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Clinical experiences during preclinical training: the function of modeled behavior and the evidence of professionalism principles

Author(s): Barret Michalec

Journal: International Journal of Medical Education
ISSN 2042-6372

Volume: 3;
Start page: 37;
Date: 2012;
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Keywords: modeled behavior | clinical experience | professionalism | preclinical medical education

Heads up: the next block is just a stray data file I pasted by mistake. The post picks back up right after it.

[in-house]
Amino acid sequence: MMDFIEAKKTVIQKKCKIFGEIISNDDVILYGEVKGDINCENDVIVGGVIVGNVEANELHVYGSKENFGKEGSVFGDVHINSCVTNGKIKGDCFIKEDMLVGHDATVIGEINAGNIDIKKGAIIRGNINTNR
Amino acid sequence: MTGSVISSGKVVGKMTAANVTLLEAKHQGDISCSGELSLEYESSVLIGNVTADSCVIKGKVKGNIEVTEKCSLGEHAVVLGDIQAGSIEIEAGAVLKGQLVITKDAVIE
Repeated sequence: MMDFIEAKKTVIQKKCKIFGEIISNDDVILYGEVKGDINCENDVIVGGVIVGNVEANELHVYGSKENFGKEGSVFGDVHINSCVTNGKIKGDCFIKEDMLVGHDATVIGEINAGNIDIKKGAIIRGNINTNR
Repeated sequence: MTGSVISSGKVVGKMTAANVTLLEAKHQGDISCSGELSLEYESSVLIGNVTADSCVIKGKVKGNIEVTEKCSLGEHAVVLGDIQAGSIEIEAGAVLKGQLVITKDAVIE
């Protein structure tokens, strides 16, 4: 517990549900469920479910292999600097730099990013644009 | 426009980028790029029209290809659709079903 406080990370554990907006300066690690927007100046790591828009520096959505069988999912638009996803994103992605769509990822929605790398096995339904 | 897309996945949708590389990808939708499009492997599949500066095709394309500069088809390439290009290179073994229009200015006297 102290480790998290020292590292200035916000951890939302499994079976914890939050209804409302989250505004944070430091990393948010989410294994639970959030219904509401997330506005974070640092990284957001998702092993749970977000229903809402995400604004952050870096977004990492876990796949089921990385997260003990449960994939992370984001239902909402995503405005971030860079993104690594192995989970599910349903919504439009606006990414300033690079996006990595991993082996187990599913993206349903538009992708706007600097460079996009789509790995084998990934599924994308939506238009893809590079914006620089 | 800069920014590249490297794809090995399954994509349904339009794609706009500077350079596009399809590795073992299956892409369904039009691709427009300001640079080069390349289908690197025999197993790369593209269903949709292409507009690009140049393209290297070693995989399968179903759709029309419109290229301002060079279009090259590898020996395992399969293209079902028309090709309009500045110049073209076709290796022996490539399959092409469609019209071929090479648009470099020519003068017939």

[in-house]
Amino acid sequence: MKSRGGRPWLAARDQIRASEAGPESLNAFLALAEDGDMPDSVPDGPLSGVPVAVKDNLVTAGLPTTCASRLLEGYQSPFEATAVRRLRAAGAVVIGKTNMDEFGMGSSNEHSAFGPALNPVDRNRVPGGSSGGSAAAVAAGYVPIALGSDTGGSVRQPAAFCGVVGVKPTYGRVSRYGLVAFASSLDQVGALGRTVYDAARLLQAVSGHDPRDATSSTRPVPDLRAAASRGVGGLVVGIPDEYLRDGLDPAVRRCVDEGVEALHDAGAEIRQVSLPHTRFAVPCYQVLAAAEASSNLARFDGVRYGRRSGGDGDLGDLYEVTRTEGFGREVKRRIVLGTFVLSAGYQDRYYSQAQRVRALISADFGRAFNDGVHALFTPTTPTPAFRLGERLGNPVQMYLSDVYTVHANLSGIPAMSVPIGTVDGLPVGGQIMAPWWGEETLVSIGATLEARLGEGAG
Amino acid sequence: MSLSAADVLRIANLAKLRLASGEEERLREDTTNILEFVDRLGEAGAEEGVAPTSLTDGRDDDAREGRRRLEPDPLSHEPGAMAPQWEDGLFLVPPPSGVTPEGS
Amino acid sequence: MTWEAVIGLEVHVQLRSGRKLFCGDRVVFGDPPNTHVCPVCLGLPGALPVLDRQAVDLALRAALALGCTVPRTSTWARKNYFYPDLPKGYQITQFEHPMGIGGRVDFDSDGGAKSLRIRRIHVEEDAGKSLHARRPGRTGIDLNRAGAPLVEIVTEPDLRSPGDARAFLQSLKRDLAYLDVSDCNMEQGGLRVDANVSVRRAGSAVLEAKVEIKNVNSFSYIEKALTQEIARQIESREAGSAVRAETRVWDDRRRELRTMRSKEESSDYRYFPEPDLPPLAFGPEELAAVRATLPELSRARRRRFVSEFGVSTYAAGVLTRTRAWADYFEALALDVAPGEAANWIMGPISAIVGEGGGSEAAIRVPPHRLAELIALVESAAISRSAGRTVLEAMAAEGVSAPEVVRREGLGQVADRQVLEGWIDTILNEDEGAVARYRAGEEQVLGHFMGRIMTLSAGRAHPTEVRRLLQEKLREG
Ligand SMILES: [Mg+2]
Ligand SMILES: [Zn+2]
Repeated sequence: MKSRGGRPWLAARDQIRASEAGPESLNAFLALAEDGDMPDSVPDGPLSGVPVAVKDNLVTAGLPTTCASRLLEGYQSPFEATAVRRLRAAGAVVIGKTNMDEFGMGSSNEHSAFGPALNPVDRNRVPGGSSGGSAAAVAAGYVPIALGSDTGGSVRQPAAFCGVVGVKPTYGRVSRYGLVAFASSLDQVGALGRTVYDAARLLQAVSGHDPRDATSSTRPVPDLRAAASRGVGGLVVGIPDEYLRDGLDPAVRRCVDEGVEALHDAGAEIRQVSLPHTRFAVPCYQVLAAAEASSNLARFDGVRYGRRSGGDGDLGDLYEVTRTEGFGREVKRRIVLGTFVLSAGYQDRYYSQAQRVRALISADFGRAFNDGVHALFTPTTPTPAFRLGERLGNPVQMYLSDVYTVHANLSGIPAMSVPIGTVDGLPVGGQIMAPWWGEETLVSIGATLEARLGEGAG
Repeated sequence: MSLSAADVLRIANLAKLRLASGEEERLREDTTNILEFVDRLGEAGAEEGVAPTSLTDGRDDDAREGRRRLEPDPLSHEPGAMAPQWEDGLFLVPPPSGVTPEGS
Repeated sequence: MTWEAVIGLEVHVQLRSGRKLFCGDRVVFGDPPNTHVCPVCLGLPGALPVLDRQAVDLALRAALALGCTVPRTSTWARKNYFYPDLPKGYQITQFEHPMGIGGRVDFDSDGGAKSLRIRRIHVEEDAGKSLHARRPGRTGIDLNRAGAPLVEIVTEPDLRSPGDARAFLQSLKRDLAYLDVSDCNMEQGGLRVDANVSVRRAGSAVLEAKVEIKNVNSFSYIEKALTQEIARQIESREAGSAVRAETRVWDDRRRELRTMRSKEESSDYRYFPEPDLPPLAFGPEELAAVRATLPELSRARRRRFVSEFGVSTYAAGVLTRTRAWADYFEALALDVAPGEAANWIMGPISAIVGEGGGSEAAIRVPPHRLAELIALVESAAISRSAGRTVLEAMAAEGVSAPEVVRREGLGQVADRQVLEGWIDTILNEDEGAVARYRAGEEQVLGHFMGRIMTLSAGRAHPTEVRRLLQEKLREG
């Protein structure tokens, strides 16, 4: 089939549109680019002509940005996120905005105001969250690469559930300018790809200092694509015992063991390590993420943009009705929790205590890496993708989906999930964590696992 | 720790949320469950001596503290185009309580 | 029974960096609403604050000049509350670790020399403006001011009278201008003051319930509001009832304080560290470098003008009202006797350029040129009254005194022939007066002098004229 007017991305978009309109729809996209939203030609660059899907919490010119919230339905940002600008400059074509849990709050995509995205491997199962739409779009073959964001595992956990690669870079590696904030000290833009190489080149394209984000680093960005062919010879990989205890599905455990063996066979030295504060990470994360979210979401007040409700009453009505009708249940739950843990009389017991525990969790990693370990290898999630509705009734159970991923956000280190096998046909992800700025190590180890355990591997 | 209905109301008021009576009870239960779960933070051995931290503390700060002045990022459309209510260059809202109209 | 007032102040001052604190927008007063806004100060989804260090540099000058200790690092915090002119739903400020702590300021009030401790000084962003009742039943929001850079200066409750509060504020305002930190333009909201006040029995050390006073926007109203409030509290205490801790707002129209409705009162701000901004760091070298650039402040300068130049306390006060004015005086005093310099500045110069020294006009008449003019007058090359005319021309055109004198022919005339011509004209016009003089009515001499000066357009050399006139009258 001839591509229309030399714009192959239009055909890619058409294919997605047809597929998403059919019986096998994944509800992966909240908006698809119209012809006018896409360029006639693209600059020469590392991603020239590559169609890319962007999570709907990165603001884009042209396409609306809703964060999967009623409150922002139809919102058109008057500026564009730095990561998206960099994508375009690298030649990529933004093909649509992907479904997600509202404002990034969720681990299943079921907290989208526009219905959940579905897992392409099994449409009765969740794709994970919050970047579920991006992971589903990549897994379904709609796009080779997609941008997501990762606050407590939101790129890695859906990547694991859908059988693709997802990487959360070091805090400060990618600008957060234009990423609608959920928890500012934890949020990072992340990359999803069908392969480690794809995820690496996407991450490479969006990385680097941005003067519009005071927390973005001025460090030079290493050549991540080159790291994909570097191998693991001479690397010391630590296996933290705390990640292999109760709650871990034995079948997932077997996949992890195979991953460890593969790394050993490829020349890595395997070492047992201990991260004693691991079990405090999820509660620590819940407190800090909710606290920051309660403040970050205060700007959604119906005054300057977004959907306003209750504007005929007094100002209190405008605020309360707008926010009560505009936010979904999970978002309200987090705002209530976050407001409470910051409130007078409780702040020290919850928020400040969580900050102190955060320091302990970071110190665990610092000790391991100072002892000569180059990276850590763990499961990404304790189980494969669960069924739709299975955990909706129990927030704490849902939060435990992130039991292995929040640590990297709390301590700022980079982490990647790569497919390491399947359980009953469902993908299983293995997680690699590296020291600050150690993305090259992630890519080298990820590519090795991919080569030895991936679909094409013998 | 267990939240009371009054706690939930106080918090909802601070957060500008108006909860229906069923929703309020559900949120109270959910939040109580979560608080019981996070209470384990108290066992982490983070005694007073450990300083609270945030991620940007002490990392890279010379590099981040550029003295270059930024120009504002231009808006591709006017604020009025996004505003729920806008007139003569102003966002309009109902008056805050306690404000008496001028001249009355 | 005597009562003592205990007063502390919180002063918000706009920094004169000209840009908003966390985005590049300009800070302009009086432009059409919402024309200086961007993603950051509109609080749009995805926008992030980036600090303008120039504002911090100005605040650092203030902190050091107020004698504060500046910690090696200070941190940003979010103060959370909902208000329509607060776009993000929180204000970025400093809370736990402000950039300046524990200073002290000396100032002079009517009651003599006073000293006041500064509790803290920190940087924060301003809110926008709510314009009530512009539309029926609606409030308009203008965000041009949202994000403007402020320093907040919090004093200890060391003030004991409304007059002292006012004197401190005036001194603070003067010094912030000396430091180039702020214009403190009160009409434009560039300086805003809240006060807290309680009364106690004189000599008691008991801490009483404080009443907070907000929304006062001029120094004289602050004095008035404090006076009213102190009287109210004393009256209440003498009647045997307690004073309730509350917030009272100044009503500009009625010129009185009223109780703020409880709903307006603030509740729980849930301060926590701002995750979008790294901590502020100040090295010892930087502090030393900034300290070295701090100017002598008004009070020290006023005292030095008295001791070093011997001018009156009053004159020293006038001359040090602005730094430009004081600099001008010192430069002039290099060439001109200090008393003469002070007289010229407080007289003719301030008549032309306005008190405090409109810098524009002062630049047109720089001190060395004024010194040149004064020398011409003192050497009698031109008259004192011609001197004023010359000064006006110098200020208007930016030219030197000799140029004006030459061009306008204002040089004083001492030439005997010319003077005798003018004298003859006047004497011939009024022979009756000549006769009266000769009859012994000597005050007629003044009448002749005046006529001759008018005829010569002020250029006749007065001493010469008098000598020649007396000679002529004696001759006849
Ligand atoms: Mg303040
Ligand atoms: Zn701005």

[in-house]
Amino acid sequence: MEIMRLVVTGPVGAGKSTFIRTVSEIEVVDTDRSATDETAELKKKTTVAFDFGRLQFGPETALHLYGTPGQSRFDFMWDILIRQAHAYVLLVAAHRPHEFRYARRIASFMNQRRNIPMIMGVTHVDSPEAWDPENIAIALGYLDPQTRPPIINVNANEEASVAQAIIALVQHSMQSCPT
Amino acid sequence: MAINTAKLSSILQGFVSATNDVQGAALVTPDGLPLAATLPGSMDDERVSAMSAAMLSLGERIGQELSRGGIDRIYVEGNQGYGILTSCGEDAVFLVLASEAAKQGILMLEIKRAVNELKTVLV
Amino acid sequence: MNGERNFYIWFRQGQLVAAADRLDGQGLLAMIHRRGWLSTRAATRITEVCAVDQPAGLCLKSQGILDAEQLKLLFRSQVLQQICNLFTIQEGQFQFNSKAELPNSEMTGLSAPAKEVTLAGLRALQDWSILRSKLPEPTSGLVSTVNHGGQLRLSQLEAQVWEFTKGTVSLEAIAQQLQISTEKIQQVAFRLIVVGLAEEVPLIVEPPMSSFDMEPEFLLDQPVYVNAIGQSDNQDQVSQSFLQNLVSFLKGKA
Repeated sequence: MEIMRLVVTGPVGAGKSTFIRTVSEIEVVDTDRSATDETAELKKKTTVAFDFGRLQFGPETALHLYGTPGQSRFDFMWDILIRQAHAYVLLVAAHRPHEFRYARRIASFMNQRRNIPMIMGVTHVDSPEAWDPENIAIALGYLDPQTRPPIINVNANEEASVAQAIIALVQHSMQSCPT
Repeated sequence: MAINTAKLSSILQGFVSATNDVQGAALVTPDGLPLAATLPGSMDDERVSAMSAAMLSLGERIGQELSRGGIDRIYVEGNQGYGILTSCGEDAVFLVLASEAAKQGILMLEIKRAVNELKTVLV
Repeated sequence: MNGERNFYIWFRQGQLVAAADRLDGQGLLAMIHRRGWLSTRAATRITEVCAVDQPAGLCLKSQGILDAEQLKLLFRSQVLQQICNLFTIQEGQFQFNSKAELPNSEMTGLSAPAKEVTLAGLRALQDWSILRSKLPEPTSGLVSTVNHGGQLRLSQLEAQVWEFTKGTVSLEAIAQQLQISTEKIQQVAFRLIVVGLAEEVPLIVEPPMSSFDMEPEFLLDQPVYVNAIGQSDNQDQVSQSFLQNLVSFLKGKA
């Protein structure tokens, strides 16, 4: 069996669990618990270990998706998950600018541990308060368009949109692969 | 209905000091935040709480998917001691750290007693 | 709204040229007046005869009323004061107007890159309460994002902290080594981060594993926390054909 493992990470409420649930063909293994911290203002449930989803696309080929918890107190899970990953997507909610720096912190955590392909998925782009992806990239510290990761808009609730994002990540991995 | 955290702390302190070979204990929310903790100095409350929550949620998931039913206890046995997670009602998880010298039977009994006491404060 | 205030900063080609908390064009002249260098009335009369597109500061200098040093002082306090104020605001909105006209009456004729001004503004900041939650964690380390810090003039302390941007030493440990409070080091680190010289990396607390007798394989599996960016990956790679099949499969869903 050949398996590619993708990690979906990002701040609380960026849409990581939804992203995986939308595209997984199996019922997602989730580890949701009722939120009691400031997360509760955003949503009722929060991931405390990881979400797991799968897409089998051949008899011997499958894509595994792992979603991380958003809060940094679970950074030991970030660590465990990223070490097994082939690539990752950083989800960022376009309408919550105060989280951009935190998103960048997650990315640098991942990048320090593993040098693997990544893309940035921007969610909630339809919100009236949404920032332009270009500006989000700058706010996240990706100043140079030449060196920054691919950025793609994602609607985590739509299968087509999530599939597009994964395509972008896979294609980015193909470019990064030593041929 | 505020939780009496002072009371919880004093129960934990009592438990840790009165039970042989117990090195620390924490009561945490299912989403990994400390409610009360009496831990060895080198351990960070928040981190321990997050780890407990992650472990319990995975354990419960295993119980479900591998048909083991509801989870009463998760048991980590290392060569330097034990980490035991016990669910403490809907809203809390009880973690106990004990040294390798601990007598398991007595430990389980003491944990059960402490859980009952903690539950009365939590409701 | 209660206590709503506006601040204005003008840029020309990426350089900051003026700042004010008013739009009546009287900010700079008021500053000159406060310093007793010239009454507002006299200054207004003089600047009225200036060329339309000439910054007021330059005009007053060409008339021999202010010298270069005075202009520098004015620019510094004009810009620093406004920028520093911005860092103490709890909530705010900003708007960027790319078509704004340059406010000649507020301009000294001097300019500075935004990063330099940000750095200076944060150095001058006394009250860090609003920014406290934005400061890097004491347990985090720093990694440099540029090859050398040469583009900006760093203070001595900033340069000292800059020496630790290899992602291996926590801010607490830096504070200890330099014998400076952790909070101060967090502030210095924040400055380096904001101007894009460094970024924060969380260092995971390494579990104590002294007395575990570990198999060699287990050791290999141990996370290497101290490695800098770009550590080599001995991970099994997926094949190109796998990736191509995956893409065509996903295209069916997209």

Objectives: Following the fundamental tenets of Bandura's social learning theory, this study examines the functions of modeled behavior during clinical experiences in the first two years of medical training from the students' perspective, and explores the potential presence of professionalism principles in students' narratives. Methods: Data were gathered through in-depth interviews with ten first year and ten second year medical students. Data were analyzed utilizing a subset of deductive codes extracted from previous literature, as well as inductive codes and particular categories and themes that followed from subsequent analysis procedures. Results: Although not explicitly prompted during inter-views, students offered basic principles of professionalism through their descriptions of behaviors and attributes exhibited by shadowed physicians and preceptors as characteristics that they found appealing and desirable to emulate. Also, students not only actively distinguish between role models and anti-models, but the data suggests that antimodels may even serve as effective mechanisms of social learning processes during these early clinical experiences. Furthermore, the data point to the probable influence of anticipatory socialization processes prior to medical training in that students present, as early as their first week of training, conceptions of how a doctor should act towards patients and other health care professionals. Conclusions: Students actively engage in the social learning process, and early clinical exposure provides opportunities for students to refine their understandings and perceptions of their future role through analysis of the attitudes and behaviors displayed by physicians they deem as positive and negative models of the physician role.
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